What The Fed Won’t Tell You

I’m about to tell you everything the Fed doesn’t want to say to you. 

Let’s start with the obvious: Most of us don’t like to see interest rates rise. Sure, it’s nice to make a little bit of extra money off our savings accounts, but the higher cost of mortgages, consumer loans, and all other forms of credit isn’t worth a few extra dollars of interest in our bank accounts. 

But here’s the thing.

The best way to quell inflation is to raise interest rates. This does two things:

  1. It increases the cost to borrow, so people don’t buy as much crap. 
  2. It increases the amount of money you make by saving, so people start to save more.

When people are spending less and saving more, demand decreases. When demand decreases, prices go down.

But how high do interest rates need to go to calm inflation?

The conventional wisdom is that nominal interest rates (the actual interest rate number) must be higher than the inflation rate to reduce inflation. This is because people need to understand that they are not losing value by holding cash. Rates higher than inflation will allow us to not lose money by saving.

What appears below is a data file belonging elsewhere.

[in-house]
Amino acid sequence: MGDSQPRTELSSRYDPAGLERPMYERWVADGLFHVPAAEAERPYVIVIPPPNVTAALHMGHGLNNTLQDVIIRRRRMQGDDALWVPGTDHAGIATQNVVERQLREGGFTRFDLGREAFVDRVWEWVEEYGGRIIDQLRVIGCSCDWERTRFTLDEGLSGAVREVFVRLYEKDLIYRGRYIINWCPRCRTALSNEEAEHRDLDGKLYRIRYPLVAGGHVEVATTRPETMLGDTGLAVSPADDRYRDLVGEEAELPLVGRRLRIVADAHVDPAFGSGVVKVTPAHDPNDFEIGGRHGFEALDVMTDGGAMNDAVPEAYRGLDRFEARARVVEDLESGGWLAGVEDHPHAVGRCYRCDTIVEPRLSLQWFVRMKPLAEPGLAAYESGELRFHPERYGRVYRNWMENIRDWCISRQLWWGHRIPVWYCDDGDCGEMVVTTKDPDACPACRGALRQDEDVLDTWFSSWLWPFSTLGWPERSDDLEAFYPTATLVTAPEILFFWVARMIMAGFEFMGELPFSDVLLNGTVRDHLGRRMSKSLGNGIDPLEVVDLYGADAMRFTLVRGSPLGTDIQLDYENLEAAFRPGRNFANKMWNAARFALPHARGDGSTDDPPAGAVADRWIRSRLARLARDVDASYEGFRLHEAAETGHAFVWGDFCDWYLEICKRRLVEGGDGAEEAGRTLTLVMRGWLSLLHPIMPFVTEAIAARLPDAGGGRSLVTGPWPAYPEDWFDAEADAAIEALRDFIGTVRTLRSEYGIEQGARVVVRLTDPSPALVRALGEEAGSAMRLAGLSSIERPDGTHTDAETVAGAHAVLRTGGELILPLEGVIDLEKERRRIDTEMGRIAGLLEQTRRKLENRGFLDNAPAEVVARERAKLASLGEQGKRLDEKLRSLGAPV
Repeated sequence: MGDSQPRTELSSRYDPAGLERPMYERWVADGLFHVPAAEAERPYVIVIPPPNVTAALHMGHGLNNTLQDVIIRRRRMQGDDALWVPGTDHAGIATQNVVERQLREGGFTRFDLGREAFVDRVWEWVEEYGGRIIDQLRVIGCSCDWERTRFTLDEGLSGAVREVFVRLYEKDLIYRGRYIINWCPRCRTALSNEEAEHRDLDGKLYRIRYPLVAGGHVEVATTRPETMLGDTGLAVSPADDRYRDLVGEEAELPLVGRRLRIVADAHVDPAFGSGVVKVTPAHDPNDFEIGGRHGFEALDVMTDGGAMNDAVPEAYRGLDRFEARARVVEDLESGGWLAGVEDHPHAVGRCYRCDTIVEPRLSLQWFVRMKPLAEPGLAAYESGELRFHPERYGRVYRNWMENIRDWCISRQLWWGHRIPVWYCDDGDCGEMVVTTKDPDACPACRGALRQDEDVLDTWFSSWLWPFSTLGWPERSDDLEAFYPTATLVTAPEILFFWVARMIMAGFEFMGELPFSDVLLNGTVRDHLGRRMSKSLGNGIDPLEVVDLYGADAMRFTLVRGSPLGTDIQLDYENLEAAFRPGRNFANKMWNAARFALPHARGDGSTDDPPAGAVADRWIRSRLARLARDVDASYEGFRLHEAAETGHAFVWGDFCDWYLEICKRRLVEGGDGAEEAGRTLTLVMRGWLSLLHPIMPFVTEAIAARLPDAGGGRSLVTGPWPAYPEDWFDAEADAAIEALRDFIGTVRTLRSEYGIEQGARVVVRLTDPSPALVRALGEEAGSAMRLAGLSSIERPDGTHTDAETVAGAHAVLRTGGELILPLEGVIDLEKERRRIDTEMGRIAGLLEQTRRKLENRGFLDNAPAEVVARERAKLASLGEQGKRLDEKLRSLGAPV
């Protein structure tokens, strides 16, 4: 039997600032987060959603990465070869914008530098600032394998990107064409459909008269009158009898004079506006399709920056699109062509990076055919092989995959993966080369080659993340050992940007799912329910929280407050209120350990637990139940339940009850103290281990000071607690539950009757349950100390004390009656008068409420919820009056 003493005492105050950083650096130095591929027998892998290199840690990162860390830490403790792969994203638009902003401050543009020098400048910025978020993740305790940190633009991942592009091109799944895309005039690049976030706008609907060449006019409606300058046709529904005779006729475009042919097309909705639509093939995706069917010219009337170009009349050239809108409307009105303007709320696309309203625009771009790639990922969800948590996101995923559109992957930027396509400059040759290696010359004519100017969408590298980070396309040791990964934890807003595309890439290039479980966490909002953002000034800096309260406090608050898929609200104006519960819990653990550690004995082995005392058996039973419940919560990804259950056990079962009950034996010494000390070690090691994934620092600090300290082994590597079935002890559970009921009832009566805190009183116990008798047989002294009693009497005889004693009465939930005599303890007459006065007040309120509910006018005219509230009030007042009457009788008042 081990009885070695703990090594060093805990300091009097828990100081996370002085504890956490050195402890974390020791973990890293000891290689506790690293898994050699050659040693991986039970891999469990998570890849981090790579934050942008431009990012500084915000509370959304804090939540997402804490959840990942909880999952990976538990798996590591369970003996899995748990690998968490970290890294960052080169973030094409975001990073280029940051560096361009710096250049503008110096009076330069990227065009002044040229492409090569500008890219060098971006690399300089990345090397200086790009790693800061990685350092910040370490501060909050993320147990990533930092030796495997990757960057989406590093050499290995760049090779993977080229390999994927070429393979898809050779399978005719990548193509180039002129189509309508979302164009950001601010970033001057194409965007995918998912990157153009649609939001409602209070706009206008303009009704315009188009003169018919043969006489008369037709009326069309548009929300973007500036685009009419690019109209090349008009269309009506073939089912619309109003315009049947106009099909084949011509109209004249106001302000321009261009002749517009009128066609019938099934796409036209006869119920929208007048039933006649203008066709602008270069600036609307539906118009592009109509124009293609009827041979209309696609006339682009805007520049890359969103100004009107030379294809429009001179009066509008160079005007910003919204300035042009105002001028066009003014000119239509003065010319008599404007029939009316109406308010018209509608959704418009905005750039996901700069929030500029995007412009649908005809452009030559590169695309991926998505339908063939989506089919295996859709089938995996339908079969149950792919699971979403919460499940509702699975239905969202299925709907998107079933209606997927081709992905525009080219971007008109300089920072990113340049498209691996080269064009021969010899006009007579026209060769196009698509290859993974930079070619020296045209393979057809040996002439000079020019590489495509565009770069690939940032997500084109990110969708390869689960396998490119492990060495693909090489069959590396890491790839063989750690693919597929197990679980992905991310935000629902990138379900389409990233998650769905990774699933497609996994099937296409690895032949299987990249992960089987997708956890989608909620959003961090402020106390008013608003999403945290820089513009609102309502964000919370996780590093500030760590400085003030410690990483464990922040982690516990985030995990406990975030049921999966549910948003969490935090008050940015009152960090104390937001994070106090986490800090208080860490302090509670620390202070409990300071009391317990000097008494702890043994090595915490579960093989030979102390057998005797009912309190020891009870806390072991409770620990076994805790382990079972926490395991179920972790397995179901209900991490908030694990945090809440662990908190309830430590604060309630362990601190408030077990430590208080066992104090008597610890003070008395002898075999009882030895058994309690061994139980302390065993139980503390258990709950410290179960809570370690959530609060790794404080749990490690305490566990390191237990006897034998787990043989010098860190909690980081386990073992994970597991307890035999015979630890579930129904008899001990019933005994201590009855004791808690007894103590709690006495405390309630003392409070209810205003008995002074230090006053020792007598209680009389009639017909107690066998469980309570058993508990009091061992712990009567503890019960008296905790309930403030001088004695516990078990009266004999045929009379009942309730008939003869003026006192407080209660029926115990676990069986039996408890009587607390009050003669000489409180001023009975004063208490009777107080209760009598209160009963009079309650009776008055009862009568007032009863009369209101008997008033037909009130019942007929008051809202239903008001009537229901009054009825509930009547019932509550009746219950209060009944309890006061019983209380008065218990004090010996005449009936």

With inflation at around 8%, you may be thinking that it means we need to raise rates from the current 1% mark to over 8%. But luckily, that’s not the case. As rates start to rise, inflation starts to subside, and there will be some point of equalization somewhere between the current 1% interest rate and the 8% inflation rate. 

Where is equilibrium? Nobody knows. 

It may be that raising rates to 2% is enough to drop inflation back to 2%, a number we should all be pretty comfortable with. But it’s also possible that we may need to raise rates to 4%, 5%, or more to achieve the desired goal. 

In theory, the right move would be to continue to raise rates a little at a time until we hit that equilibrium. And then perhaps a little bit more to push inflation down to a comfortable level. 

But there are a couple of real constraints that make things more complicated. Unfortunately, some of these constraints are at odds with each other.